Tree clearing work as part of the construction of a $51 million, 25-kilometre, trail through the Pacific Rim National Park Reserve is currently paused, but is expected to start up again in early spring. (Photo - Andrew Bailey)

Paved Pacific Rim National Park trail costs balloon to $51 million

Feds kick in an additional $17 million to complete trail running between Tofino and Ucluelet

Parks Canada announced an additional $17 million of funding towards the Pacific Rim National Park Reserve’s ʔapsčiik t̓ašii trail last week, bringing the project’s total estimated cost to $51 million.

“This is being committed to ensure the ʔapsčiik t̓ašii (pronounced pronounced Ups-cheek ta-shee) is a strong example of environmentally and culturally responsible trail building,” Park Reserve superintendent Karen Haugen told the Westerly News.

The project was launched in 2016 and the federal government initially announced $17.7 million to develop the 25-kilometre paved multi-use path that will span the entire Pacific Rim National Park Reserve. The project received $16.3 million in 2017 through Parks Canada’s Infrastructure Investment Program, which is also where this year’s $17 million investment will come from.

READ MORE: Liberals commit to Park trail between Tofino and Ucluelet

“As project specifications and requirements have become more defined, cost estimates have also been refined,” Haugen said. “Building a path in a National Park Reserve is a complex undertaking and Parks Canada is truly committed to doing this in a respectful and sustainable way that mitigates any potential impacts on environment, wildlife and cultural heritage.”

READ MORE: Construction starts on $18 million Park Reserve path between Tofino and Ucluelet

She said Parks Canada has been working with the Tla-o-qui-aht First Nation and Ucluelet First Nation to better understand the environment and cultural heritage of the land the ʔapsčiik t̓ašii trail will run through.

“We were finding numbers of different indigenous and settler cultural sites within the Park Reserve,” she said. “We had to reroute in many incidences.”

READ MORE: Budget for Pacific Rim National Park Reserve trail being reassessed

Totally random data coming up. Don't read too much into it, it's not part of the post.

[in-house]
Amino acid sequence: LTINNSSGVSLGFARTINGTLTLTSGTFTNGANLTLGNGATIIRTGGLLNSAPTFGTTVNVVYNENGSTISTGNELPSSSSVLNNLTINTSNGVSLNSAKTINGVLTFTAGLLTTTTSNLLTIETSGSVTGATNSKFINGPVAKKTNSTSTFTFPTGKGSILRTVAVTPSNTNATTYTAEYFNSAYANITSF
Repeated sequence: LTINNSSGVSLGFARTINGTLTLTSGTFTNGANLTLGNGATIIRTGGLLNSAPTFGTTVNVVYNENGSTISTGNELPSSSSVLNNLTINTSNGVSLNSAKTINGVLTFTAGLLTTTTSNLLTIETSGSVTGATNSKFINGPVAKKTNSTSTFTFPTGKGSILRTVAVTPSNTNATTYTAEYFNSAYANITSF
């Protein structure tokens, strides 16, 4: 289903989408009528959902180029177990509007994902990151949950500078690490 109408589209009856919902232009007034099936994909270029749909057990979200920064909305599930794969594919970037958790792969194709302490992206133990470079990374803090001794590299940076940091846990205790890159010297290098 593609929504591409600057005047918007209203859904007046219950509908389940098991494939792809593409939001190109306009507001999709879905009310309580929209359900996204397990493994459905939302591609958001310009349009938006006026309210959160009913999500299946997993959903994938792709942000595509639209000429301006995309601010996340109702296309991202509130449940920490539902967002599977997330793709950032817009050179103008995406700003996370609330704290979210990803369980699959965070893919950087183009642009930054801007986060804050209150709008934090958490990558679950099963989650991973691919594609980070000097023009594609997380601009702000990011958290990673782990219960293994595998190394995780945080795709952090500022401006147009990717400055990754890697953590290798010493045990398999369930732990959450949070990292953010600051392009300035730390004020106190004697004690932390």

She added that the Park Reserve’s Long Beach Unit had never undergone a full archaeological study before.

“These are all new discoveries,” she said. “We have been able to work with our indigenous partners as well as work with our own archaeologists to really understand the history and lay of the land.”

She added the cultural sites being discovered will become part of the story the trail will tell to visitors.

“We can educate people. We can help tell the story of our region and that it was something very fascinating and something very exciting,” she said. “Working with the First Nations has been so instrumental in the development of this trail and we look forward to working with the Nations to protect and present these culturally significant areas…We are going to end up with an amazing major trail for this region.”

READ MORE: ʔapsčiik t’ašii (pronounced ‘Ups-cheek ta-shee’) a step towards reconciliation

Construction on the trail is currently on pause as Parks Canada is completing tendering and designs for the next phase of work, expected to begin in early spring.

Haugen acknowledged that the work, which is expected to include the removal of approximately 2,000 trees within the Park Reserve, has been tough for residents to see.

“Everything starts off looking really hard, but the end result is going to be something wonderful,” she said citing 2016’s bridge installation work on Wick Road as an example.

READ MORE: New stream helps fish flow in Pacific Rim National Park